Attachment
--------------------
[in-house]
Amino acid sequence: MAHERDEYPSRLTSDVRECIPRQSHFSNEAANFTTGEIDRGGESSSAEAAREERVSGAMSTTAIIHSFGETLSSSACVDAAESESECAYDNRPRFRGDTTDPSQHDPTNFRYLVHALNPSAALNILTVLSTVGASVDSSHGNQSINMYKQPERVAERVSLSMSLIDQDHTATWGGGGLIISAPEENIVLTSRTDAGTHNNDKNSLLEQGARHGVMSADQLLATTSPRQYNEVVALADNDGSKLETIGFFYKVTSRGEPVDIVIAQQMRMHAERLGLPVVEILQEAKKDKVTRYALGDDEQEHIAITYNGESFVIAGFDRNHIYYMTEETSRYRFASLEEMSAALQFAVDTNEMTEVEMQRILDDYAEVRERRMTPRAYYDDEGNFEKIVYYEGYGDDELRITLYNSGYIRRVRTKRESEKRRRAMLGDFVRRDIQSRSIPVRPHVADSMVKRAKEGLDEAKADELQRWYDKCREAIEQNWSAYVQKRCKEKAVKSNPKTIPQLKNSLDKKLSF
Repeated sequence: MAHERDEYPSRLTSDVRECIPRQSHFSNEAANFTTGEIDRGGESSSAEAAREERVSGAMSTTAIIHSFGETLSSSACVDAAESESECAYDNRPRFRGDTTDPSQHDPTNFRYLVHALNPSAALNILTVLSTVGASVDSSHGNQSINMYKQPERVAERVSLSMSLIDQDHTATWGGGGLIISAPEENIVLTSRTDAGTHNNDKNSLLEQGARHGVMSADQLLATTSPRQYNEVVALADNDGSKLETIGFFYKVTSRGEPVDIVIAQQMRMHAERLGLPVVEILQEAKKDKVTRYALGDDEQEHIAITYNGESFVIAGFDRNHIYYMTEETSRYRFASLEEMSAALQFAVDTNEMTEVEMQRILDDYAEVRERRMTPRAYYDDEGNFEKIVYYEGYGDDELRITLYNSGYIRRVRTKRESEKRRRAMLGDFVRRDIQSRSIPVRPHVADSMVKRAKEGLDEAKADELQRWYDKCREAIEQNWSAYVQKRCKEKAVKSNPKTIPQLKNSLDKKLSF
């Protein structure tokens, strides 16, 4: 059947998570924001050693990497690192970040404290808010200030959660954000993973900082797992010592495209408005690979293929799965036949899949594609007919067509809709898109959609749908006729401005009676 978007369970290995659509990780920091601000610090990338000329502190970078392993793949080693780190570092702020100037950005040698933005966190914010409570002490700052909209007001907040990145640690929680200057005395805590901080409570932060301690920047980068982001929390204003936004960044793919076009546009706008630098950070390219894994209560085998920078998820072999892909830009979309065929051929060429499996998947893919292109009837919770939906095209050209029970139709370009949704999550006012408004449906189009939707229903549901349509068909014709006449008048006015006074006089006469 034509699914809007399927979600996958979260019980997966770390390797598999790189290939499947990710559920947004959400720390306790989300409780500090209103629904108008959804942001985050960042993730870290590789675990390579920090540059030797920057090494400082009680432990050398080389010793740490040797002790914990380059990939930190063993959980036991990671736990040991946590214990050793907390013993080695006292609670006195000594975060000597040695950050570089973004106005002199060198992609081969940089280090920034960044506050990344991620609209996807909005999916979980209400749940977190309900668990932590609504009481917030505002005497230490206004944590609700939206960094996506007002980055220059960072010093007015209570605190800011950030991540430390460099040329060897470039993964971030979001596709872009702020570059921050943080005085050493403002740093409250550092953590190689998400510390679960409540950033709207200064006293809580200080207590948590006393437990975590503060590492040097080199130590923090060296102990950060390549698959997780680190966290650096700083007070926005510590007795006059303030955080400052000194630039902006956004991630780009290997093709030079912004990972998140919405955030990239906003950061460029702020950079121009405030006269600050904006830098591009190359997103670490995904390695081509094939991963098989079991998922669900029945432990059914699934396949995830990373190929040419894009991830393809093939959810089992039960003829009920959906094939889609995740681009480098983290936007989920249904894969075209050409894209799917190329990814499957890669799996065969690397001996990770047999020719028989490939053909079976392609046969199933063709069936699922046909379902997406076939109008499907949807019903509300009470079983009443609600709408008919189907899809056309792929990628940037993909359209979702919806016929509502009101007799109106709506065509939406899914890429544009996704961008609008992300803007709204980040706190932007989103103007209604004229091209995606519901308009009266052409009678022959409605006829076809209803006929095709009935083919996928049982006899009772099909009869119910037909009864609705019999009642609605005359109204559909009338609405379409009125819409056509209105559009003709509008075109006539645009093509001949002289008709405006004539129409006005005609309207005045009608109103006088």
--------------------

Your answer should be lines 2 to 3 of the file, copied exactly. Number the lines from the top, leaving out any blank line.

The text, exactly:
Amino acid sequence: MAHERDEYPSRLTSDVRECIPRQSHFSNEAANFTTGEIDRGGESSSAEAAREERVSGAMSTTAIIHSFGETLSSSACVDAAESESECAYDNRPRFRGDTTDPSQHDPTNFRYLVHALNPSAALNILTVLSTVGASVDSSHGNQSINMYKQPERVAERVSLSMSLIDQDHTATWGGGGLIISAPEENIVLTSRTDAGTHNNDKNSLLEQGARHGVMSADQLLATTSPRQYNEVVALADNDGSKLETIGFFYKVTSRGEPVDIVIAQQMRMHAERLGLPVVEILQEAKKDKVTRYALGDDEQEHIAITYNGESFVIAGFDRNHIYYMTEETSRYRFASLEEMSAALQFAVDTNEMTEVEMQRILDDYAEVRERRMTPRAYYDDEGNFEKIVYYEGYGDDELRITLYNSGYIRRVRTKRESEKRRRAMLGDFVRRDIQSRSIPVRPHVADSMVKRAKEGLDEAKADELQRWYDKCREAIEQNWSAYVQKRCKEKAVKSNPKTIPQLKNSLDKKLSF
Repeated sequence: MAHERDEYPSRLTSDVRECIPRQSHFSNEAANFTTGEIDRGGESSSAEAAREERVSGAMSTTAIIHSFGETLSSSACVDAAESESECAYDNRPRFRGDTTDPSQHDPTNFRYLVHALNPSAALNILTVLSTVGASVDSSHGNQSINMYKQPERVAERVSLSMSLIDQDHTATWGGGGLIISAPEENIVLTSRTDAGTHNNDKNSLLEQGARHGVMSADQLLATTSPRQYNEVVALADNDGSKLETIGFFYKVTSRGEPVDIVIAQQMRMHAERLGLPVVEILQEAKKDKVTRYALGDDEQEHIAITYNGESFVIAGFDRNHIYYMTEETSRYRFASLEEMSAALQFAVDTNEMTEVEMQRILDDYAEVRERRMTPRAYYDDEGNFEKIVYYEGYGDDELRITLYNSGYIRRVRTKRESEKRRRAMLGDFVRRDIQSRSIPVRPHVADSMVKRAKEGLDEAKADELQRWYDKCREAIEQNWSAYVQKRCKEKAVKSNPKTIPQLKNSLDKKLSF